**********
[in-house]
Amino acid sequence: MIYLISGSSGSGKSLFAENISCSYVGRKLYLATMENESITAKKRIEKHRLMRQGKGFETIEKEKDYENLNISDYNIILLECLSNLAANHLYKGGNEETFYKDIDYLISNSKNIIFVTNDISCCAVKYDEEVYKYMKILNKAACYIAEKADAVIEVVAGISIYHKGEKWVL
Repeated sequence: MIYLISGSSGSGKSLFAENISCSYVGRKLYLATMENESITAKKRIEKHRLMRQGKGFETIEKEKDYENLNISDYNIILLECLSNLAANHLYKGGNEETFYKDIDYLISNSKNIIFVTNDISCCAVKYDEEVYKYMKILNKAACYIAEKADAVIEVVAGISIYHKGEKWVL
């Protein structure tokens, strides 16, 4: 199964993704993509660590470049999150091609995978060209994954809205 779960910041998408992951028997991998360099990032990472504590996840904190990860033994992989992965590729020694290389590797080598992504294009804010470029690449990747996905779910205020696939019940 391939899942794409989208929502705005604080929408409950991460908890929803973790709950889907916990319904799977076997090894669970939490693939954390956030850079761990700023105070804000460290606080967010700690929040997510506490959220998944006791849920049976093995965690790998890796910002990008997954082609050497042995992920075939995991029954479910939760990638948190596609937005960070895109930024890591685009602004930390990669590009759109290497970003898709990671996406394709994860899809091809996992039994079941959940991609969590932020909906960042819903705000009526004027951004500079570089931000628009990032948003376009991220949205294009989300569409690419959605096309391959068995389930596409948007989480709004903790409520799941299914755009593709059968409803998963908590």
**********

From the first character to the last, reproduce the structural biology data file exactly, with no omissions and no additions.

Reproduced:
[in-house]
Amino acid sequence: MIYLISGSSGSGKSLFAENISCSYVGRKLYLATMENESITAKKRIEKHRLMRQGKGFETIEKEKDYENLNISDYNIILLECLSNLAANHLYKGGNEETFYKDIDYLISNSKNIIFVTNDISCCAVKYDEEVYKYMKILNKAACYIAEKADAVIEVVAGISIYHKGEKWVL
Repeated sequence: MIYLISGSSGSGKSLFAENISCSYVGRKLYLATMENESITAKKRIEKHRLMRQGKGFETIEKEKDYENLNISDYNIILLECLSNLAANHLYKGGNEETFYKDIDYLISNSKNIIFVTNDISCCAVKYDEEVYKYMKILNKAACYIAEKADAVIEVVAGISIYHKGEKWVL
């Protein structure tokens, strides 16, 4: 199964993704993509660590470049999150091609995978060209994954809205 779960910041998408992951028997991998360099990032990472504590996840904190990860033994992989992965590729020694290389590797080598992504294009804010470029690449990747996905779910205020696939019940 391939899942794409989208929502705005604080929408409950991460908890929803973790709950889907916990319904799977076997090894669970939490693939954390956030850079761990700023105070804000460290606080967010700690929040997510506490959220998944006791849920049976093995965690790998890796910002990008997954082609050497042995992920075939995991029954479910939760990638948190596609937005960070895109930024890591685009602004930390990669590009759109290497970003898709990671996406394709994860899809091809996992039994079941959940991609969590932020909906960042819903705000009526004027951004500079570089931000628009990032948003376009991220949205294009989300569409690419959605096309391959068995389930596409948007989480709004903790409520799941299914755009593709059968409803998963908590």